- Sudden Policy Re-direction/Congress Restricts LEED Spending at Department of Defense
- February 2, 2012 | Author: George M. Nicholos
- Law Firm: Vandeventer Black LLP - Norfolk Office
The Department of Defense (DoD) has been at the forefront of implementing goals in areas of energy efficiency, renewable energy, recycling, water conservation, and use of sustainable building strategies which were set by Executive order 13423 which was enacted by President George Bush in 2007. In fact, the U.S. Navy led the DoD’s effort as it was the first to adopt Leadership in Energy and Environmental Design (LEED) certification in 2000, and as late as May 2011 announced that all applicable Department of the Navy Military Construction (MILCON) projects for FY11 and FY 12 would be required to achieve sustainable design requirements equal to or above the LEED Gold requirements with certain exceptions, and by FY13 would be required to achieve requirements equal to or above the LEED Gold requirements without exceptions.
However, on December 15, 2011 Congress passed the National Defense Authorization Act which was recently signed into law by President Barack Obama on December 31, 2011. According to Section 2830, the DoD will now be required to review its energy efficiency building practices, report to Congress regarding its strategy for its continued use of design and building standards for sustainability goals, and to curtail any spending associated with the implementation of any LEED Gold or Platinum certifications. With an apparent reversal of policy, Section 2830 states “no funds authorized to be appropriated by this act or otherwise made available for the Department of Defense for fiscal year 2012 may be obligated or expended for achieving any LEED gold or platinum certification.”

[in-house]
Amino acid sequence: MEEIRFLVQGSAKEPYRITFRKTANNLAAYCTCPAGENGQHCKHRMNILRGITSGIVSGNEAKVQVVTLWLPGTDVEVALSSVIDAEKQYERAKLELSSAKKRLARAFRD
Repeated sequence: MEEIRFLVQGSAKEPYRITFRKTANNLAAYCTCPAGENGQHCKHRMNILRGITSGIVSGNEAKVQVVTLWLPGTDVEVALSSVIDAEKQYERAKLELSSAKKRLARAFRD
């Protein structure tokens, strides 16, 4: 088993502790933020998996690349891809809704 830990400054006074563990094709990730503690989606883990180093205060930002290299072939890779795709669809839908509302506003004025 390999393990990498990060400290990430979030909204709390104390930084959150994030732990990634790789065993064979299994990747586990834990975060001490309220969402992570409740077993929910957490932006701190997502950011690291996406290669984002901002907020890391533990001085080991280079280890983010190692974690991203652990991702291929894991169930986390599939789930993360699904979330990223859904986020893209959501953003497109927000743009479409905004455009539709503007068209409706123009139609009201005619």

By exemption, the DoD may continue to pursue projects seeking LEED Gold or Platinum certifications, however it may only do so if those measures impose no additional costs to the department and are supported by a mandatory cost-benefit and return on investment analysis for energy efficiency attributes and sustainable design measures. It is too early to determine whether the DoD will continue to pioneer LEED green-sustainability strategies in its facilities when faced with anticipated budget cuts. It is also too early to determine whether this sudden shift in policy is due to legislative lobbying efforts from competing building certification systems such as the Green Building Initiative (GBI) seeking equal standing within the federal government or by similar efforts from competing timber certifications with the sole timber certification presently accepted by LEED, yet hotly contested.
In either case, based on its prior commitment, it is highly unlikely that the federal government will retreat from promoting sustainable green building strategies in its projects, however for now, builders and designers should look for DoD projects to likely forego LEED Gold and Platinum certifications as well as advanced design and system attributes they typically include. Builders and designers should also watch to see if the federal government retains LEED as its sole certification standard for sustainable design or whether it will be replaced by a competing standard, or hybrid federal green building certification system which will likely require additional training and subsequent readjustments.